Author Topic: Practicing Early Retirement or Is It Time to Early Retire?  (Read 2761 times)

xQuizx

  • 5 O'Clock Shadow
  • *
  • Posts: 6
Practicing Early Retirement or Is It Time to Early Retire?
« on: April 19, 2014, 10:50:53 PM »
So the unexpected occurred last month.  I was laid off.

Fortunately all through my working career I've always dilly dallied in side gigs to grow my investments and in turn create side income.

I've been thinking about early retiring in 8 years when all of my debt has been paid off.  I have debt in my primary residence, a commercial building, apartment and one rental property.  My original goal was to use my investment income to pay off those debts using a snowball method.  We have enough capital through stocks, cash and selling properties to eliminate all of our debt, but it would decrease our income.  Short term I do plan on paying off our apartment to increase our monthly revenue by $1,600 ($19,200 Annually).

My numbers are below:

Source                       Principal/Value     Income    Notes
Rental Properties                               $17,500    
Apartment                                               $20,000    Mortgage is $1,601, Will Pay Off in 2014
Commercial Property                                 $50,000    
Current Residence                              $(24,012)   $1,251 Mortgage, $750 Taxes
Annual Expenses                                $(22,988)   
Stocks                                  $210,000                     No Draw Down
Inherited IRA                    $400,000      $8,000    Forced Withdrawals (IRS)
401K                                    $200,000                       Can't Move out of Plan for 1 Year
Bank Accounts                 $200,000       
Annuity Inherited                                $25,200    Expires in 2017
Unemployment                                  $11,096    $569 a Week Before Taxes (25%) for 26 Weeks
Healthcare/COBRA                              $(18,000)   Found ACA Gold Plans for $1,000 a Month
Tithes/Donations                                $(15,000)   Varies Due to Investment Income $12k Base
Total                              $1,010,000     $51,796    


I'm 31 years old, married to the love of my life, we have a 2 year old and expecting a baby in a few months.

I look at our numbers and I see that we can make it, but I feel that the cushion is not great enough.  Being laid off was not part of the plan to early retirement, so I think that has me second guessing my numbers.

I have been enjoying retirement by getting healthier (lost 10 pounds so far), fixing things around the house and most importantly spending time with family.  I'm still looking for work, but know finding a job could take a while.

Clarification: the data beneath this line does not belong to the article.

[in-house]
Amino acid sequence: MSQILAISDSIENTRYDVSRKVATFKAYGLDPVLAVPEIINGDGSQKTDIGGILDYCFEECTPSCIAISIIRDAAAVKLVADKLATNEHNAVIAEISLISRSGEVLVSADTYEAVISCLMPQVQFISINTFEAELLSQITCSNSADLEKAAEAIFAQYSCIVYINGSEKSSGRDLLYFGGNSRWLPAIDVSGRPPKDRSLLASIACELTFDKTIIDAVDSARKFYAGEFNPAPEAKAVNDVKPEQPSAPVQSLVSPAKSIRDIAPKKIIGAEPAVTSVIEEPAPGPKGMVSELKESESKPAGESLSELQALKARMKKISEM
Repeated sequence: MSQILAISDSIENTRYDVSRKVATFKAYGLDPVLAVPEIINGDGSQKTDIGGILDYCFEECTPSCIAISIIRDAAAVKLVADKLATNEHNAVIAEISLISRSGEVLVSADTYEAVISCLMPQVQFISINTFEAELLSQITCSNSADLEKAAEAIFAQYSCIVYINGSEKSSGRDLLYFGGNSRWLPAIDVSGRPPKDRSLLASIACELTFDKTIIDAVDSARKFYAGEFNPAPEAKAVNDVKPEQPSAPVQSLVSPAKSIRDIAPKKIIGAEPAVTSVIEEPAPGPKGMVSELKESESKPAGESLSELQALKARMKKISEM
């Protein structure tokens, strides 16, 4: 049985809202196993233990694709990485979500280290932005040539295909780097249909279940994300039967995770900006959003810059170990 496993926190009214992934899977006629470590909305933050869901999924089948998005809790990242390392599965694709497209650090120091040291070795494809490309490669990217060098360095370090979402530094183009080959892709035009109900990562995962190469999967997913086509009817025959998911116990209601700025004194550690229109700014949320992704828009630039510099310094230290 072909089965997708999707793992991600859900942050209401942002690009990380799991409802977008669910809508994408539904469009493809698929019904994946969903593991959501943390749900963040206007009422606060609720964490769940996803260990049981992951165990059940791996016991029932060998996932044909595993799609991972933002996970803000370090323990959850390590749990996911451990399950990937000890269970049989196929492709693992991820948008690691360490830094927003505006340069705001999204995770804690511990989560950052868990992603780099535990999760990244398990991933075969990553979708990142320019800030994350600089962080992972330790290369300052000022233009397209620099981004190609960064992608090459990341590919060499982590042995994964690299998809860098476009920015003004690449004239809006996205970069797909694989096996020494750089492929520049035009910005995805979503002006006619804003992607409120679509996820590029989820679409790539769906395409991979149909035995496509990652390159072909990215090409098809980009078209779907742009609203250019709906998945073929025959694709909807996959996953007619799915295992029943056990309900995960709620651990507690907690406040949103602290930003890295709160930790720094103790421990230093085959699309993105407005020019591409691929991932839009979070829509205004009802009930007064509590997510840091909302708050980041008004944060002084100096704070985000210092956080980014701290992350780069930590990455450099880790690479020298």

I've got some questions for the forums.
  • Are my numbers realistic enough to ER?
  • When do you know to push the button?
  • Is it worth it to keep working to acquire more wealth so you can give more?
  • How do you deal with friends/family when you're retired and they're not?

Thanks for reading my rant! =)

Cheers![/list]

libertarian4321

  • Handlebar Stache
  • *****
  • Posts: 1372
Re: Practicing Early Retirement or Is It Time to Early Retire?
« Reply #1 on: April 20, 2014, 05:51:35 AM »
    So the unexpected occurred last month.  I was laid off.

    Fortunately all through my working career I've always dilly dallied in side gigs to grow my investments and in turn create side income.

    I've been thinking about early retiring in 8 years when all of my debt has been paid off.  I have debt in my primary residence, a commercial building, apartment and one rental property.  My original goal was to use my investment income to pay off those debts using a snowball method.  We have enough capital through stocks, cash and selling properties to eliminate all of our debt, but it would decrease our income.  Short term I do plan on paying off our apartment to increase our monthly revenue by $1,600 ($19,200 Annually).

    My numbers are below:

    Source                       Principal/Value     Income    Notes
    Rental Properties                               $17,500    
    Apartment                                               $20,000    Mortgage is $1,601, Will Pay Off in 2014
    Commercial Property                                 $50,000    
    Current Residence                              $(24,012)   $1,251 Mortgage, $750 Taxes